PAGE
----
After reaching the end of their life, oil and gas wells are usually left abandoned or plugged up with concrete. A new initiative in the UK is proposing a different approach to them – old oil and gas wells to be transformed into test CO2 storage sites.
The initiative is called the Net Zero Rise project and suggests exhausted deep boreholes to be used as test bed sites for carbon capture and storage (CCS), along with geothermal and hydrogen technology. Net Zero RISE is an academic/ industry consortium that brings together Newcastle, Oxford and Durham Universities with industry players – the energy companies Third Energy and IGas.
Relevant: Can Oil Wells Be Reused For CO2 Storage?
The consortium wants to repurpose the existing onshore oil and gas infrastructure (deep wells) as test sites with the purpose of examining the challenges and opportunities for subsurface technologies to meet the UK’s net zero target.
According to the RISE team, onshore test sites would offer a safer and less expensive route to test the carbon storage tech compared to reservoirs under the North Sea. It has also identified around 20 potential wells, mainly in Yorkshire and the Midlands. According to the group’s estimates, one test site would bury around 1,000 tons of CO2, at 1-3km depth. The cost of repurposing a well including monitoring would come to around $6.7 million (£5 million).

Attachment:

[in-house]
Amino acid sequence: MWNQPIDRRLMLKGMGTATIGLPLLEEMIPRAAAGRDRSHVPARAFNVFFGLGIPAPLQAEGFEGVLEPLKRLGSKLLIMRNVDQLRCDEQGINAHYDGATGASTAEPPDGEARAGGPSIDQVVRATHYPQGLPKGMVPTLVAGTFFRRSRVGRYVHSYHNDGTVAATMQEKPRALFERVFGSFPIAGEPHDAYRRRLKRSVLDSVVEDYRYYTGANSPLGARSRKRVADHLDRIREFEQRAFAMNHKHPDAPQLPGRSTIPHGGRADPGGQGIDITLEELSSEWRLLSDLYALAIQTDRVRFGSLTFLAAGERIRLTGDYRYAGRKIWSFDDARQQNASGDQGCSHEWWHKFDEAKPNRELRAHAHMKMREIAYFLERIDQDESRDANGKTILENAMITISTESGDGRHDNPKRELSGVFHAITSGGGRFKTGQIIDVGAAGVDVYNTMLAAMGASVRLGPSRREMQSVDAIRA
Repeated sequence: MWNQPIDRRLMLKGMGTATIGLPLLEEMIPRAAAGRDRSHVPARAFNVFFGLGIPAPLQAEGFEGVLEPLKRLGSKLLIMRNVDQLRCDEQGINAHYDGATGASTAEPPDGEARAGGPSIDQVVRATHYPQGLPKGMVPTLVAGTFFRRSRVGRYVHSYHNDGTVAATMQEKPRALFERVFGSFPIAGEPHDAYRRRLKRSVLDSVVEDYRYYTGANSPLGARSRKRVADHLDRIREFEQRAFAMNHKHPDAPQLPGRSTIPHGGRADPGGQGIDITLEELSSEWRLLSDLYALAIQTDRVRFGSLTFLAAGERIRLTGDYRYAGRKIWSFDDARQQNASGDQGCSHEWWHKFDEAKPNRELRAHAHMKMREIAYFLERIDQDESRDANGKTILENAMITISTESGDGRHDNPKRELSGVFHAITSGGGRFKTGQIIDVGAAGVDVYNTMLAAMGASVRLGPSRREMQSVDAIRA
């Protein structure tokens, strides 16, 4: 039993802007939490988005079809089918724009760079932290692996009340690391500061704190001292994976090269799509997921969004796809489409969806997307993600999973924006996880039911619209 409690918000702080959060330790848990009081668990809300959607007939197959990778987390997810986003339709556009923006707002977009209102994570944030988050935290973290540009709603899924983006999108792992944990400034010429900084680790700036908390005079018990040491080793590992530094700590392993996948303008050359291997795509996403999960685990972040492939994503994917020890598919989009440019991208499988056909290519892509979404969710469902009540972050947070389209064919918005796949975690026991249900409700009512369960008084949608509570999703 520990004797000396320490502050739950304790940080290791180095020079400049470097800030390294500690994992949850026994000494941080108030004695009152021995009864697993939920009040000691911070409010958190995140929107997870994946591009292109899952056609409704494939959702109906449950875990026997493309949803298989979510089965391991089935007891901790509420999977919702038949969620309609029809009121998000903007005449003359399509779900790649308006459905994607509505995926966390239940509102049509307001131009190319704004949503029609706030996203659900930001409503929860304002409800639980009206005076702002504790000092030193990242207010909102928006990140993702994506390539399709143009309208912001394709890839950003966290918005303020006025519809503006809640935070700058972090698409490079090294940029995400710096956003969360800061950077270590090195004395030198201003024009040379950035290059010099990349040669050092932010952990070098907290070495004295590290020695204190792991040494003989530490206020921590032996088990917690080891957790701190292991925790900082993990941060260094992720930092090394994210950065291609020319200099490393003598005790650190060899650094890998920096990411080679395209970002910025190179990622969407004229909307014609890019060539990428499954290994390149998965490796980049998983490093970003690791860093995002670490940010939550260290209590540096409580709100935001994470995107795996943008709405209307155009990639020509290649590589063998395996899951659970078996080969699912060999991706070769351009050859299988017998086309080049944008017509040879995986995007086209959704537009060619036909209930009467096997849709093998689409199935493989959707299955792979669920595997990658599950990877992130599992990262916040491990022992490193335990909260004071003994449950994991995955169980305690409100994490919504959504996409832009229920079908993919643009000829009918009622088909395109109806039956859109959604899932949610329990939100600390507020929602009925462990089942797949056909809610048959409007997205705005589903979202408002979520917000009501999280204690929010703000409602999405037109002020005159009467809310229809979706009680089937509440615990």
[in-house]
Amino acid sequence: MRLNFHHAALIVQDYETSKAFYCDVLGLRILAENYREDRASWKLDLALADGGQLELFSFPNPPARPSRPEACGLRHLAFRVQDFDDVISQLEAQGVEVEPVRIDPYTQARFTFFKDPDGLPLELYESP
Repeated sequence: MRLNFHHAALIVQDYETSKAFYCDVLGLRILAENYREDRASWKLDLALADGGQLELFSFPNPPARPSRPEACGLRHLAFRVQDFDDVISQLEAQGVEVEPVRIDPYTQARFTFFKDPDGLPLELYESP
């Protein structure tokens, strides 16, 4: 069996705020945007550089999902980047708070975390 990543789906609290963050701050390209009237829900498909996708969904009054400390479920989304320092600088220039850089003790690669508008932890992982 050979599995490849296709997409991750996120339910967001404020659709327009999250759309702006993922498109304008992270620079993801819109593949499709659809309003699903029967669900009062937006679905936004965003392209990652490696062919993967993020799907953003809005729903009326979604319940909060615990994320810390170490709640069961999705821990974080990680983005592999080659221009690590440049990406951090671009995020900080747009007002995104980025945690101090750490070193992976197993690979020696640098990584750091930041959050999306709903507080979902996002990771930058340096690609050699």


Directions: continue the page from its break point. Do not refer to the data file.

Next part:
The team also proposed the UK to establish its own hub for carbon capture and storage testing, that could not only test CO2 sequestration but also hydrogen storage and geothermal energy. Right now, the proposal awaits funding to take it to the next stage.
“CO2 storage in the North Sea is probably going to be very important, but we need an onshore capability, a national asset, so we can do testing and look at what monitoring is adequate to understand where the CO2 has gone… If we don’t do this soon, we will lose an opportunity to use this infrastructure… These assets are already there, while drilling [new] boreholes is very expensive and adds a certain amount of risk,” said the leader of the project, Prof Richard Davies, at the University of Newcastle.
Hydrogen is also attracting interest as a low-carbon energy solution. Storing it underground would help ensure a secure energy supply. Exploring test sites would also allow scientists to study different rock types that are best suited to trap hydrogen – so far large rock salt formations have been identified as such, even though the UK has few such deposits.
Transforming abandoned oil and gas wells into CO2 storage sites could be a huge leverage for the industry as it would save costs for companies from drilling new boreholes for carbon sequestration. As the industry is growing, potential cost savers that would support its at-scale deployment are critical to be identified at this stage.